Charles, Ninth Earl Spencer, visited Royal Oak’s Scott Shuptrine Interiors yesterday for afternoon tea and a discussion of the Althorp Living History furniture collection. Inspired by the childhood home of Lord Spencer and his sister, the late Princess Diana, the collection is based on more than 500 years of living history from the family’s manor home in Northampton, approximately seventy-five miles northwest of London.
In an exclusive interview with The Examiner, Lord Spencer met with us yesterday to talk about the Althorp collection and tea. Tall in stature, and in full possession of patrician grace, he spoke with charm and humor, easily transitioning from speaking to a roomful of guests to chatting one-on-one.
Seated at upholstered chairs alongside one of the elegant desks from the Althorp collection, we began our conversation with tea. Lord Spencer’s favorite is Japanese Green tea. When asked which room at Althorp is his favorite spot for tea, he didn’t hesitate to respond. “The library - it is a grand room and it’s where the family gathers.”
A friend of Julian Fellows, creator of the Downton Abbey series, Lord Spencer said he doesn’t watch the popular television period drama. “I’m probably the only one,” he says with a quick smile. He admits to watching the end of season three which he found “terribly sad.”
The Althorp estate, like the real Downton Abbey home of Highclere Castle, was featured on PBS’ “Secret of Manor House Series”. In “Secrets of Althorp”, Lord Spencer shares memories of visiting the estate as a child and, now, as current resident-in-charge, provides a description of many of the paintings and other collector items in the home, including a chocolate/tea set once owned by Marie Antoinette.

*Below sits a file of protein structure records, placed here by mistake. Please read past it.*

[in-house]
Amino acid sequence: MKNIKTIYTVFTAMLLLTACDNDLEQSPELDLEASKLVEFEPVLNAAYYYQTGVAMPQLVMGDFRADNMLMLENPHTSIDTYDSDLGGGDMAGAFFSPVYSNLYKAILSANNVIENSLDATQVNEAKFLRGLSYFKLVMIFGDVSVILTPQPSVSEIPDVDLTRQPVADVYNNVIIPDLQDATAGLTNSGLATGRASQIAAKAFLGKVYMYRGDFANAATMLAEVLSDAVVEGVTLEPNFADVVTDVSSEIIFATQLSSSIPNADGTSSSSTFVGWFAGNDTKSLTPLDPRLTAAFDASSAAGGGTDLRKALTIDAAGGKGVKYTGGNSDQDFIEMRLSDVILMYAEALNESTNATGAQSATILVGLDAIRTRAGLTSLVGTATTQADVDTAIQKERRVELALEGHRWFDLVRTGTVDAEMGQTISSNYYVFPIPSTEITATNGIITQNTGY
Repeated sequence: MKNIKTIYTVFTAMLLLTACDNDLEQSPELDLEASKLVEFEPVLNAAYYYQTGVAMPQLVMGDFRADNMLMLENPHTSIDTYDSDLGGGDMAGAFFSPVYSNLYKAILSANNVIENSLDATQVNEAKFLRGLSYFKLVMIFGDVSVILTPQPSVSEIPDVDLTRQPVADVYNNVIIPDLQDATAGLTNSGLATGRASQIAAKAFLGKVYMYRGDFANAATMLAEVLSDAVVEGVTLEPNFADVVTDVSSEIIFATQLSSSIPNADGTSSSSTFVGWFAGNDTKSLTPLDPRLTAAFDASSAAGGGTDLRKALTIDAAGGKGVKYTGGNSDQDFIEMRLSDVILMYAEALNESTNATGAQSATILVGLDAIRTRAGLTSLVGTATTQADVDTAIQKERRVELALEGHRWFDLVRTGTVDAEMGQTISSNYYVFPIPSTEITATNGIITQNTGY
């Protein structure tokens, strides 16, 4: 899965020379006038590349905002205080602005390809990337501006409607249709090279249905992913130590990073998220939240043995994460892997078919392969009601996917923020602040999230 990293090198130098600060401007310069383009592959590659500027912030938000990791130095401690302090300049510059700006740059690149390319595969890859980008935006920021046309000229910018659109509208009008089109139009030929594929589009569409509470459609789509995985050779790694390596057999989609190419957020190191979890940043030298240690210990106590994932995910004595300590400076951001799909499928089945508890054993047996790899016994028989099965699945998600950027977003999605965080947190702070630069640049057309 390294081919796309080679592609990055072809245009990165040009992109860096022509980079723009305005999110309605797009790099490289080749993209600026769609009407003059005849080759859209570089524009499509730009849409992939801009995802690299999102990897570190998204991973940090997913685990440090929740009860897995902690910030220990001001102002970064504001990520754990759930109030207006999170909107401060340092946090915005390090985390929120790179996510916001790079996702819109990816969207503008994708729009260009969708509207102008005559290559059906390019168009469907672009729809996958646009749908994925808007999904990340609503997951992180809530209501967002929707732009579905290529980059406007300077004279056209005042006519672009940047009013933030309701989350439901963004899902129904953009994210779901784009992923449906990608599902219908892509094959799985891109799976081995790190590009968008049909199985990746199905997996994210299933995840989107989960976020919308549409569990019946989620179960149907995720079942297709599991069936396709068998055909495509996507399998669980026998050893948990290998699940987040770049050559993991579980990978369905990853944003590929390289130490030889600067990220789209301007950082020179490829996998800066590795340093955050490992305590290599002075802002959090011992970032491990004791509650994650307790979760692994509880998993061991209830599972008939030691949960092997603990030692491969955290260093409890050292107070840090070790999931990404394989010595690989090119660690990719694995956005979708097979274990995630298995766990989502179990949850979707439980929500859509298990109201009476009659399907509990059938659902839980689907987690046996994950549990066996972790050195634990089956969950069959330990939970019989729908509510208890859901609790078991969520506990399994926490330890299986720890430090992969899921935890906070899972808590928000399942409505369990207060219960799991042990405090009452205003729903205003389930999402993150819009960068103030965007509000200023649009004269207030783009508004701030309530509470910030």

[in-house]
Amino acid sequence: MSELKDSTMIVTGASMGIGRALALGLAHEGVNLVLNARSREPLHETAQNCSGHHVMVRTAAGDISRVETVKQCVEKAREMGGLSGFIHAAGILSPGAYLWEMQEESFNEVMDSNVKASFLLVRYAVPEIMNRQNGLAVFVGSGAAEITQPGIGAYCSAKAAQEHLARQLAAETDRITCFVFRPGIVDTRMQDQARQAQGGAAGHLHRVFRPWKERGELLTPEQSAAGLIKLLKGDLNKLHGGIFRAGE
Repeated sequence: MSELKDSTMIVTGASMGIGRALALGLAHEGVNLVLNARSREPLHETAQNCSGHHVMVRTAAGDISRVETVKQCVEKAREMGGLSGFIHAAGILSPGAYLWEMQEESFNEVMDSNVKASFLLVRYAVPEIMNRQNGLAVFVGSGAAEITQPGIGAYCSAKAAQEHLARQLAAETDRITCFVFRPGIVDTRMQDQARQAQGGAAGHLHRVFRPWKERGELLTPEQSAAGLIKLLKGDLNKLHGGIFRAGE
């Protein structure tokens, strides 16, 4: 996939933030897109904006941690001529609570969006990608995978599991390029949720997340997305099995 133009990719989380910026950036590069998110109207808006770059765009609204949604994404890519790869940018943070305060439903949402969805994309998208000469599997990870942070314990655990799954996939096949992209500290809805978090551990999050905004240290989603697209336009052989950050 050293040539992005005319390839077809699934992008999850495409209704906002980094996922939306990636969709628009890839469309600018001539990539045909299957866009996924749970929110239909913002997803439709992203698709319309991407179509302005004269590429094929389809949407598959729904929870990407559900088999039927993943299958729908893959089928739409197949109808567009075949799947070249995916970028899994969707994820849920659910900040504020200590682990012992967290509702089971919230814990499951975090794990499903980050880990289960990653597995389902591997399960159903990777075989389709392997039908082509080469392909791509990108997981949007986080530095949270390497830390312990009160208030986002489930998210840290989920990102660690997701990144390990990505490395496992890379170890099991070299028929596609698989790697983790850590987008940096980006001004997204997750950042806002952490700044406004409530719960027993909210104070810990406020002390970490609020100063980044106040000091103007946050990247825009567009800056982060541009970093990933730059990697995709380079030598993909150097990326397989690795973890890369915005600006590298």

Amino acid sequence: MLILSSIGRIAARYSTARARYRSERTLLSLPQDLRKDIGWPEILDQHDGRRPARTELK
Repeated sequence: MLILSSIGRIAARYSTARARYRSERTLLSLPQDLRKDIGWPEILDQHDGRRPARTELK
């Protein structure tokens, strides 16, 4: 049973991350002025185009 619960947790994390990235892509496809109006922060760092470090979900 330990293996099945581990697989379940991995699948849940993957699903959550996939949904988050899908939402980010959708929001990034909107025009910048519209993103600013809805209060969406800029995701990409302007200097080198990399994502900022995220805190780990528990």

Asked if the family uses the set, Lord Spencer says no. “I’m not sure if the scale came across on the show but it’s very small. It’s delicate – deliciously delicate.”
One of the pieces of special interest to tea enthusiasts from the Althorp collection is the “crested caddy”. Made with rosewood crossbanding, the tea storage box is a detailed reproduction of the original George III (circa 1790) piece, complete with lock and tassel-bearing key. At the time of the original’s construction, tea was expensive and literally kept under lock and key to keep it safe from the servants who may have been tempted to pilfer the contents for profit.
The Althorp crested cady gets its name from the embellished Spencer family crest on the top of the box. There is a gold crown over a Griffen. “We had it long before Harry Potter stole it from us”, the Lord Spencer says with a laugh.
Good looks, charm, and grace combined with a deep respect of history, the Althorp furniture collection is equal to Charles, Ninth Earl of Spencer himself.
All proceeds of the sales of the Althorp furniture collection go the upkeep of the Althorp Manor. See the Althorp Living History furniture collection at Scott Shuptrine website or the Althorp Manor website for more information.